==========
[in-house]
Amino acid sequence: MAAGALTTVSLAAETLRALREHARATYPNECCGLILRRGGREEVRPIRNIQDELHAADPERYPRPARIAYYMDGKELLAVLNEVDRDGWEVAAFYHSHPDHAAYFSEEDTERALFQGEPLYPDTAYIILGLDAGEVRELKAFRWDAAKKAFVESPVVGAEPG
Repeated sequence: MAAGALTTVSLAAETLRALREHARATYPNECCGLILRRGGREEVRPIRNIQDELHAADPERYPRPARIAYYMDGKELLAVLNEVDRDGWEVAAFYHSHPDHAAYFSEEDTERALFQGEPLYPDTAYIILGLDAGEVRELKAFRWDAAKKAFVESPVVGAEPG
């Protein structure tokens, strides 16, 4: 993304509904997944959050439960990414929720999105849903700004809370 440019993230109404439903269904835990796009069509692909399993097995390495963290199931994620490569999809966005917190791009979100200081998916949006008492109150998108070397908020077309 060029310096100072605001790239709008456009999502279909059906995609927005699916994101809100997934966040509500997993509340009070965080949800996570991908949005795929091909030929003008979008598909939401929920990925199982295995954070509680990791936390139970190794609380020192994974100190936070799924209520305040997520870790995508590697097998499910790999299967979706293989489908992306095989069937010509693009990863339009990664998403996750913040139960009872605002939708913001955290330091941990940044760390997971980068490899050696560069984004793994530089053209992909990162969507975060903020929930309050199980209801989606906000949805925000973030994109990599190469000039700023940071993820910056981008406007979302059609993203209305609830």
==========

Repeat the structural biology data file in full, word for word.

[in-house]
Amino acid sequence: MAAGALTTVSLAAETLRALREHARATYPNECCGLILRRGGREEVRPIRNIQDELHAADPERYPRPARIAYYMDGKELLAVLNEVDRDGWEVAAFYHSHPDHAAYFSEEDTERALFQGEPLYPDTAYIILGLDAGEVRELKAFRWDAAKKAFVESPVVGAEPG
Repeated sequence: MAAGALTTVSLAAETLRALREHARATYPNECCGLILRRGGREEVRPIRNIQDELHAADPERYPRPARIAYYMDGKELLAVLNEVDRDGWEVAAFYHSHPDHAAYFSEEDTERALFQGEPLYPDTAYIILGLDAGEVRELKAFRWDAAKKAFVESPVVGAEPG
């Protein structure tokens, strides 16, 4: 993304509904997944959050439960990414929720999105849903700004809370 440019993230109404439903269904835990796009069509692909399993097995390495963290199931994620490569999809966005917190791009979100200081998916949006008492109150998108070397908020077309 060029310096100072605001790239709008456009999502279909059906995609927005699916994101809100997934966040509500997993509340009070965080949800996570991908949005795929091909030929003008979008598909939401929920990925199982295995954070509680990791936390139970190794609380020192994974100190936070799924209520305040997520870790995508590697097998499910790999299967979706293989489908992306095989069937010509693009990863339009990664998403996750913040139960009872605002939708913001955290330091941990940044760390997971980068490899050696560069984004793994530089053209992909990162969507975060903020929930309050199980209801989606906000949805925000973030994109990599190469000039700023940071993820910056981008406007979302059609993203209305609830």